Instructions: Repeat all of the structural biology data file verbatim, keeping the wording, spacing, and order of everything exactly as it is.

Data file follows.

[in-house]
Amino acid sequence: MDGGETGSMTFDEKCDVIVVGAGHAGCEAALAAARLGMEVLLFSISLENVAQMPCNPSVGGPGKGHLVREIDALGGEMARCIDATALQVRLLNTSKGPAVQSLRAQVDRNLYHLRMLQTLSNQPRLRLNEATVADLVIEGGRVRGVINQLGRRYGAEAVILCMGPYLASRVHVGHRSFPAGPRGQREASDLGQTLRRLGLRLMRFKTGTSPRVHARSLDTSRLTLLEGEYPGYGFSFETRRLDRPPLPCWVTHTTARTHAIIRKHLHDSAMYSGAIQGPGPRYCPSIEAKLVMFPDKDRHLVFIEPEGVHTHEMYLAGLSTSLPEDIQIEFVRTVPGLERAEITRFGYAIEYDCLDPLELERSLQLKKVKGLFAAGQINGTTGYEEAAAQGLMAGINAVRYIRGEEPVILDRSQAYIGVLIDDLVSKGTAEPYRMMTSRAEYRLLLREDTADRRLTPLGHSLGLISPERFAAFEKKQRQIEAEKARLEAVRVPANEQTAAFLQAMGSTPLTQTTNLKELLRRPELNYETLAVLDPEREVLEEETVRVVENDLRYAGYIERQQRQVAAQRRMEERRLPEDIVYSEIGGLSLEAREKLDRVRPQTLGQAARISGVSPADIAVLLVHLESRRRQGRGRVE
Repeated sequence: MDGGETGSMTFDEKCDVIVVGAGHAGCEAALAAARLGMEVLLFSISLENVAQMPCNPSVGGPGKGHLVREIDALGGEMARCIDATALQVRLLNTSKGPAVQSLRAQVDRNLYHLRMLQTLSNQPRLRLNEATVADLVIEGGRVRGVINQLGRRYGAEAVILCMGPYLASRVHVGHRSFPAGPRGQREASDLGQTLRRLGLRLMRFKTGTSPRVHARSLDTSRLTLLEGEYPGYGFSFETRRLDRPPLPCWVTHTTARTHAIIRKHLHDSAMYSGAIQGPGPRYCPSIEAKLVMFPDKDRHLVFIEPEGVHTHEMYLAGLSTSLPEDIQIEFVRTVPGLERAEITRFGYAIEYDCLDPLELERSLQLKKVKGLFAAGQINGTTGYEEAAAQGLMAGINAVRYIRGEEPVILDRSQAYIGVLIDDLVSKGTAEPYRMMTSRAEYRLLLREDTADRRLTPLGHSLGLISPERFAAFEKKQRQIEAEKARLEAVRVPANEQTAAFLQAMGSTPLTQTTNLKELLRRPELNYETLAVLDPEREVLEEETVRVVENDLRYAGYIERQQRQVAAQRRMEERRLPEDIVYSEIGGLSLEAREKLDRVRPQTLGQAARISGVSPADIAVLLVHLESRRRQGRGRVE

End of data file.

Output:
[in-house]
Amino acid sequence: MDGGETGSMTFDEKCDVIVVGAGHAGCEAALAAARLGMEVLLFSISLENVAQMPCNPSVGGPGKGHLVREIDALGGEMARCIDATALQVRLLNTSKGPAVQSLRAQVDRNLYHLRMLQTLSNQPRLRLNEATVADLVIEGGRVRGVINQLGRRYGAEAVILCMGPYLASRVHVGHRSFPAGPRGQREASDLGQTLRRLGLRLMRFKTGTSPRVHARSLDTSRLTLLEGEYPGYGFSFETRRLDRPPLPCWVTHTTARTHAIIRKHLHDSAMYSGAIQGPGPRYCPSIEAKLVMFPDKDRHLVFIEPEGVHTHEMYLAGLSTSLPEDIQIEFVRTVPGLERAEITRFGYAIEYDCLDPLELERSLQLKKVKGLFAAGQINGTTGYEEAAAQGLMAGINAVRYIRGEEPVILDRSQAYIGVLIDDLVSKGTAEPYRMMTSRAEYRLLLREDTADRRLTPLGHSLGLISPERFAAFEKKQRQIEAEKARLEAVRVPANEQTAAFLQAMGSTPLTQTTNLKELLRRPELNYETLAVLDPEREVLEEETVRVVENDLRYAGYIERQQRQVAAQRRMEERRLPEDIVYSEIGGLSLEAREKLDRVRPQTLGQAARISGVSPADIAVLLVHLESRRRQGRGRVE
Repeated sequence: MDGGETGSMTFDEKCDVIVVGAGHAGCEAALAAARLGMEVLLFSISLENVAQMPCNPSVGGPGKGHLVREIDALGGEMARCIDATALQVRLLNTSKGPAVQSLRAQVDRNLYHLRMLQTLSNQPRLRLNEATVADLVIEGGRVRGVINQLGRRYGAEAVILCMGPYLASRVHVGHRSFPAGPRGQREASDLGQTLRRLGLRLMRFKTGTSPRVHARSLDTSRLTLLEGEYPGYGFSFETRRLDRPPLPCWVTHTTARTHAIIRKHLHDSAMYSGAIQGPGPRYCPSIEAKLVMFPDKDRHLVFIEPEGVHTHEMYLAGLSTSLPEDIQIEFVRTVPGLERAEITRFGYAIEYDCLDPLELERSLQLKKVKGLFAAGQINGTTGYEEAAAQGLMAGINAVRYIRGEEPVILDRSQAYIGVLIDDLVSKGTAEPYRMMTSRAEYRLLLREDTADRRLTPLGHSLGLISPERFAAFEKKQRQIEAEKARLEAVRVPANEQTAAFLQAMGSTPLTQTTNLKELLRRPELNYETLAVLDPEREVLEEETVRVVENDLRYAGYIERQQRQVAAQRRMEERRLPEDIVYSEIGGLSLEAREKLDRVRPQTLGQAARISGVSPADIAVLLVHLESRRRQGRGRVE